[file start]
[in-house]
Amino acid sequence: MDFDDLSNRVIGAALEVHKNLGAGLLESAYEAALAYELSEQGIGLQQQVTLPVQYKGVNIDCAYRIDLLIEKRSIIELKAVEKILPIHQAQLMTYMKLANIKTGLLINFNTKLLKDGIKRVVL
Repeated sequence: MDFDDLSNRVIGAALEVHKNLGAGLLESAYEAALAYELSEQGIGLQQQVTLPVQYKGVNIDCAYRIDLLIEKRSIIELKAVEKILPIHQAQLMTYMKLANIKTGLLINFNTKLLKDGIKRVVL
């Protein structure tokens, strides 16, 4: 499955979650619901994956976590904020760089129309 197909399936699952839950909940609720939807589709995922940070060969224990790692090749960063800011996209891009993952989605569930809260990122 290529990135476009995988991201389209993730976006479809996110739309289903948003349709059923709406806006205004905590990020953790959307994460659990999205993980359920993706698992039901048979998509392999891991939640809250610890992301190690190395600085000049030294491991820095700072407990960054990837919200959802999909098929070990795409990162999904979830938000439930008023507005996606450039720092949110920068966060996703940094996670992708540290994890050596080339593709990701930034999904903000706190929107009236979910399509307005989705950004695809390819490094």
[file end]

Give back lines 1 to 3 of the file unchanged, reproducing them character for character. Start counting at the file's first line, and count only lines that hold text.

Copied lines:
[in-house]
Amino acid sequence: MDFDDLSNRVIGAALEVHKNLGAGLLESAYEAALAYELSEQGIGLQQQVTLPVQYKGVNIDCAYRIDLLIEKRSIIELKAVEKILPIHQAQLMTYMKLANIKTGLLINFNTKLLKDGIKRVVL
Repeated sequence: MDFDDLSNRVIGAALEVHKNLGAGLLESAYEAALAYELSEQGIGLQQQVTLPVQYKGVNIDCAYRIDLLIEKRSIIELKAVEKILPIHQAQLMTYMKLANIKTGLLINFNTKLLKDGIKRVVL